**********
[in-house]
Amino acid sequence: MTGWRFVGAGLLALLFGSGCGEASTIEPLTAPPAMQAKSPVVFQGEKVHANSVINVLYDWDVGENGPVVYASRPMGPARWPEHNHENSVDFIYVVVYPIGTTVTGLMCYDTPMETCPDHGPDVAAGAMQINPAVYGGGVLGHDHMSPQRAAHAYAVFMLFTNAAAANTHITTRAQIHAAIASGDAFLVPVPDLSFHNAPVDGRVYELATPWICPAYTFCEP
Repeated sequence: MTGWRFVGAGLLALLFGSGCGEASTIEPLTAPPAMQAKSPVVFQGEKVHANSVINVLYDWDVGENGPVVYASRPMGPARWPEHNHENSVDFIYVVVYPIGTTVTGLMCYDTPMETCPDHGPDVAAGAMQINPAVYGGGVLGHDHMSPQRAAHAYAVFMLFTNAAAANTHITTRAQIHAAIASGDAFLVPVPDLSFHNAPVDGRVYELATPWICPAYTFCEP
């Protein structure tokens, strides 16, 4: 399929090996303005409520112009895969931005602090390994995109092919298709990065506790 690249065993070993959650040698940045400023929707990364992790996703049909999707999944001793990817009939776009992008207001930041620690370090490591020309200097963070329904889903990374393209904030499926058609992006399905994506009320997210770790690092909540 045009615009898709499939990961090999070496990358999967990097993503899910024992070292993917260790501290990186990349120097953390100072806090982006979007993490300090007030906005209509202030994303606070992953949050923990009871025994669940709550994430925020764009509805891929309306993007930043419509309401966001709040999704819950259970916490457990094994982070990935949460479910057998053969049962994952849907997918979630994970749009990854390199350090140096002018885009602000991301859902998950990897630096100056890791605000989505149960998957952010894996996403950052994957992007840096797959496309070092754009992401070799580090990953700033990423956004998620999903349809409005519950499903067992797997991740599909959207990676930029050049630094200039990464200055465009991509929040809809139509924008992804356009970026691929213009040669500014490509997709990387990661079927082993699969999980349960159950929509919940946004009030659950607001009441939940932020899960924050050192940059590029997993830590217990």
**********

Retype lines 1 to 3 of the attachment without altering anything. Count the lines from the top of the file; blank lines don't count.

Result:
[in-house]
Amino acid sequence: MTGWRFVGAGLLALLFGSGCGEASTIEPLTAPPAMQAKSPVVFQGEKVHANSVINVLYDWDVGENGPVVYASRPMGPARWPEHNHENSVDFIYVVVYPIGTTVTGLMCYDTPMETCPDHGPDVAAGAMQINPAVYGGGVLGHDHMSPQRAAHAYAVFMLFTNAAAANTHITTRAQIHAAIASGDAFLVPVPDLSFHNAPVDGRVYELATPWICPAYTFCEP
Repeated sequence: MTGWRFVGAGLLALLFGSGCGEASTIEPLTAPPAMQAKSPVVFQGEKVHANSVINVLYDWDVGENGPVVYASRPMGPARWPEHNHENSVDFIYVVVYPIGTTVTGLMCYDTPMETCPDHGPDVAAGAMQINPAVYGGGVLGHDHMSPQRAAHAYAVFMLFTNAAAANTHITTRAQIHAAIASGDAFLVPVPDLSFHNAPVDGRVYELATPWICPAYTFCEP